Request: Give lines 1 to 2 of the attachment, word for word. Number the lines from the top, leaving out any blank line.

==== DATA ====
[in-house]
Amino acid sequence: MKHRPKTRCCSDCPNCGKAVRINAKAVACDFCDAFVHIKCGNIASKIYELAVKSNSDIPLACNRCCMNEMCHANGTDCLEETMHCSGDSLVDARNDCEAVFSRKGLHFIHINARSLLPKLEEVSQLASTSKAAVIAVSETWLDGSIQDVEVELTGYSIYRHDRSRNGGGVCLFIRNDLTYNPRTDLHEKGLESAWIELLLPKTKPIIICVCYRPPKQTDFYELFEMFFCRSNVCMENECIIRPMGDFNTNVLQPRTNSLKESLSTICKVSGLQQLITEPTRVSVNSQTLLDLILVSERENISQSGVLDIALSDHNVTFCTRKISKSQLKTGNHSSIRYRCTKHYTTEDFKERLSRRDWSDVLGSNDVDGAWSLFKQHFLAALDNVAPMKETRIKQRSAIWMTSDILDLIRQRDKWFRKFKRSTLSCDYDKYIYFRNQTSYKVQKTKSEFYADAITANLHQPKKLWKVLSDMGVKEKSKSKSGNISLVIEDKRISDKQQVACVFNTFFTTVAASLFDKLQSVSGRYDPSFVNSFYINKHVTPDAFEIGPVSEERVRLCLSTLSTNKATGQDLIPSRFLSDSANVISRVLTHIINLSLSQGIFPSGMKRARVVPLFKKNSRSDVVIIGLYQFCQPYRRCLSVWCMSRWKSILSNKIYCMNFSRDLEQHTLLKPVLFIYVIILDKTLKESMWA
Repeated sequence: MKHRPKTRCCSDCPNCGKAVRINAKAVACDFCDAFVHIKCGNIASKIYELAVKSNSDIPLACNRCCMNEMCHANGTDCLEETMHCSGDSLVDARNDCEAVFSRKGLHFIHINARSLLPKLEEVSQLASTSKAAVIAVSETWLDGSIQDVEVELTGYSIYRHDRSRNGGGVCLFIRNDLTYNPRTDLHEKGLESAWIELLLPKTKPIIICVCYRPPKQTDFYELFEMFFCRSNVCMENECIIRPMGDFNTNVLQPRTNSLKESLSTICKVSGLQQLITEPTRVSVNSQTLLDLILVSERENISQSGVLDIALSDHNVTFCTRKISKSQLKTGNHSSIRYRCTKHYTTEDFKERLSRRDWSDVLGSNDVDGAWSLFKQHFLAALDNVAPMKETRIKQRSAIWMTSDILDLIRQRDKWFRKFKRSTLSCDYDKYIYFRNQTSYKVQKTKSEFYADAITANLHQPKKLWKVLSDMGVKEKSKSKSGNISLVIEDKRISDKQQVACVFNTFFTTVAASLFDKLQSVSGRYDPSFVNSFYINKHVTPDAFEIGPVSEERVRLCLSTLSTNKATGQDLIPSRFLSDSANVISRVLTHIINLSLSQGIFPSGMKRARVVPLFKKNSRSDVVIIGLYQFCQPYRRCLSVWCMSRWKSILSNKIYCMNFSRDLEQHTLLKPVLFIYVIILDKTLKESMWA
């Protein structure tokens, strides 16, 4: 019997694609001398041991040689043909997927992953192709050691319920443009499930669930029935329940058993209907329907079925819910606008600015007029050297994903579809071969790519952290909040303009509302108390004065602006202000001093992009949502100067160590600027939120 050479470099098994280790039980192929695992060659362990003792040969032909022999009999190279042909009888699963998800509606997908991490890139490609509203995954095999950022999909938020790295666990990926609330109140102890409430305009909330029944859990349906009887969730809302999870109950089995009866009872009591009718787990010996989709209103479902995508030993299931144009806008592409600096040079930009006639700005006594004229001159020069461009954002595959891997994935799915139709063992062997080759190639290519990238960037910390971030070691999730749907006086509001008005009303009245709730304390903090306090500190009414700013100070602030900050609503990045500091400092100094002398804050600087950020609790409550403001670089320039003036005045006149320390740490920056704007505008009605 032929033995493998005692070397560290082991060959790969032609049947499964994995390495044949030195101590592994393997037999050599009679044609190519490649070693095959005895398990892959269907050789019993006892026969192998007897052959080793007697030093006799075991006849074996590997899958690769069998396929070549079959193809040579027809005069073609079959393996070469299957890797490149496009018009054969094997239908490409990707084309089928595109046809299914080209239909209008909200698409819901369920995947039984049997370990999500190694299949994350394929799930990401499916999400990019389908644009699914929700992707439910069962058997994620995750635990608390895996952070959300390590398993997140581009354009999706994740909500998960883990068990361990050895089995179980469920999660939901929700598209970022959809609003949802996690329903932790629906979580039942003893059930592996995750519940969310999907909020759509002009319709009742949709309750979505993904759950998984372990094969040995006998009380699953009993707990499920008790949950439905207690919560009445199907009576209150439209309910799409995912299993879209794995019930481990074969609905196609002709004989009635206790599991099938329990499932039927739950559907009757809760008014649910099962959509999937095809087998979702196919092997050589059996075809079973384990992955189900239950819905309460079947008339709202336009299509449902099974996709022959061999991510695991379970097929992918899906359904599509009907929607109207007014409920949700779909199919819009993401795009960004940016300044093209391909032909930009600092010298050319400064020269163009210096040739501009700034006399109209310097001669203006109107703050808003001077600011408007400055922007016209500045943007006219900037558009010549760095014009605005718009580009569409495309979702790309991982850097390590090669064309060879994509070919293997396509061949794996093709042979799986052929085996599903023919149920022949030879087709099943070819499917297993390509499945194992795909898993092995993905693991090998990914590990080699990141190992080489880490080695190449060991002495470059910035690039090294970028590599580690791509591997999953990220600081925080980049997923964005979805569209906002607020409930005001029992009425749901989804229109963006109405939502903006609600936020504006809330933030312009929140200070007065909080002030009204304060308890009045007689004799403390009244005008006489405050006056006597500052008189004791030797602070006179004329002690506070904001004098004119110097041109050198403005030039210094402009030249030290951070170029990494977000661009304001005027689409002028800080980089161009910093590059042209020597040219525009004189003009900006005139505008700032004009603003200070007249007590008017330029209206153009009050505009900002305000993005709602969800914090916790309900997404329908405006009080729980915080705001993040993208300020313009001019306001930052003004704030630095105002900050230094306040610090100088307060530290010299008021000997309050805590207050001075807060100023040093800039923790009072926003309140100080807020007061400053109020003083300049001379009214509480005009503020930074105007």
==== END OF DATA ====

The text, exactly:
[in-house]
Amino acid sequence: MKHRPKTRCCSDCPNCGKAVRINAKAVACDFCDAFVHIKCGNIASKIYELAVKSNSDIPLACNRCCMNEMCHANGTDCLEETMHCSGDSLVDARNDCEAVFSRKGLHFIHINARSLLPKLEEVSQLASTSKAAVIAVSETWLDGSIQDVEVELTGYSIYRHDRSRNGGGVCLFIRNDLTYNPRTDLHEKGLESAWIELLLPKTKPIIICVCYRPPKQTDFYELFEMFFCRSNVCMENECIIRPMGDFNTNVLQPRTNSLKESLSTICKVSGLQQLITEPTRVSVNSQTLLDLILVSERENISQSGVLDIALSDHNVTFCTRKISKSQLKTGNHSSIRYRCTKHYTTEDFKERLSRRDWSDVLGSNDVDGAWSLFKQHFLAALDNVAPMKETRIKQRSAIWMTSDILDLIRQRDKWFRKFKRSTLSCDYDKYIYFRNQTSYKVQKTKSEFYADAITANLHQPKKLWKVLSDMGVKEKSKSKSGNISLVIEDKRISDKQQVACVFNTFFTTVAASLFDKLQSVSGRYDPSFVNSFYINKHVTPDAFEIGPVSEERVRLCLSTLSTNKATGQDLIPSRFLSDSANVISRVLTHIINLSLSQGIFPSGMKRARVVPLFKKNSRSDVVIIGLYQFCQPYRRCLSVWCMSRWKSILSNKIYCMNFSRDLEQHTLLKPVLFIYVIILDKTLKESMWA